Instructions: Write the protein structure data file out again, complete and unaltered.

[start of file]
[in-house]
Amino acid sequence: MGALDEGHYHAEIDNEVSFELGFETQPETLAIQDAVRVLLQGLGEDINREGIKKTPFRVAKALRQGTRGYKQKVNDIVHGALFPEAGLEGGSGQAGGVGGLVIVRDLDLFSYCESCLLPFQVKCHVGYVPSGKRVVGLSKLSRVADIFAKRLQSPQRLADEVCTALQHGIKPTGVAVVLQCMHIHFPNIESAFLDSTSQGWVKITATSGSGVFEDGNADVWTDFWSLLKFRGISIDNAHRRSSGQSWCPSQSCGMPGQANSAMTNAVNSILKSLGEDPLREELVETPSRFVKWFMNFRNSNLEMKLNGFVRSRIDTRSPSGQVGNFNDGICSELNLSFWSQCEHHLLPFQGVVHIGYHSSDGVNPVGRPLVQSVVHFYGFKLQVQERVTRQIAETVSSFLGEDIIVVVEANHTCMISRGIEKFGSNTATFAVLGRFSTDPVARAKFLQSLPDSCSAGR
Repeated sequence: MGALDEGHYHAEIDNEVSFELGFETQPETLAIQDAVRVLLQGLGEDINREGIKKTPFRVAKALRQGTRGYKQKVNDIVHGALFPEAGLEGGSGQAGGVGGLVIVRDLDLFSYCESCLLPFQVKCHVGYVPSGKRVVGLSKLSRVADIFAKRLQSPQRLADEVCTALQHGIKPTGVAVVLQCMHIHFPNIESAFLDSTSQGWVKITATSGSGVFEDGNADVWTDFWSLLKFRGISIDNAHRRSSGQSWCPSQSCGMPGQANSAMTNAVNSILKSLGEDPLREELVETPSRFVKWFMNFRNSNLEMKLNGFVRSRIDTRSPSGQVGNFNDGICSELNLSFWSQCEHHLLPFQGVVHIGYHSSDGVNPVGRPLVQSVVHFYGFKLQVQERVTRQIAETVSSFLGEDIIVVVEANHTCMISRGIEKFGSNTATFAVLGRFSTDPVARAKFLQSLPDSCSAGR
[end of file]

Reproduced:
[in-house]
Amino acid sequence: MGALDEGHYHAEIDNEVSFELGFETQPETLAIQDAVRVLLQGLGEDINREGIKKTPFRVAKALRQGTRGYKQKVNDIVHGALFPEAGLEGGSGQAGGVGGLVIVRDLDLFSYCESCLLPFQVKCHVGYVPSGKRVVGLSKLSRVADIFAKRLQSPQRLADEVCTALQHGIKPTGVAVVLQCMHIHFPNIESAFLDSTSQGWVKITATSGSGVFEDGNADVWTDFWSLLKFRGISIDNAHRRSSGQSWCPSQSCGMPGQANSAMTNAVNSILKSLGEDPLREELVETPSRFVKWFMNFRNSNLEMKLNGFVRSRIDTRSPSGQVGNFNDGICSELNLSFWSQCEHHLLPFQGVVHIGYHSSDGVNPVGRPLVQSVVHFYGFKLQVQERVTRQIAETVSSFLGEDIIVVVEANHTCMISRGIEKFGSNTATFAVLGRFSTDPVARAKFLQSLPDSCSAGR
Repeated sequence: MGALDEGHYHAEIDNEVSFELGFETQPETLAIQDAVRVLLQGLGEDINREGIKKTPFRVAKALRQGTRGYKQKVNDIVHGALFPEAGLEGGSGQAGGVGGLVIVRDLDLFSYCESCLLPFQVKCHVGYVPSGKRVVGLSKLSRVADIFAKRLQSPQRLADEVCTALQHGIKPTGVAVVLQCMHIHFPNIESAFLDSTSQGWVKITATSGSGVFEDGNADVWTDFWSLLKFRGISIDNAHRRSSGQSWCPSQSCGMPGQANSAMTNAVNSILKSLGEDPLREELVETPSRFVKWFMNFRNSNLEMKLNGFVRSRIDTRSPSGQVGNFNDGICSELNLSFWSQCEHHLLPFQGVVHIGYHSSDGVNPVGRPLVQSVVHFYGFKLQVQERVTRQIAETVSSFLGEDIIVVVEANHTCMISRGIEKFGSNTATFAVLGRFSTDPVARAKFLQSLPDSCSAGR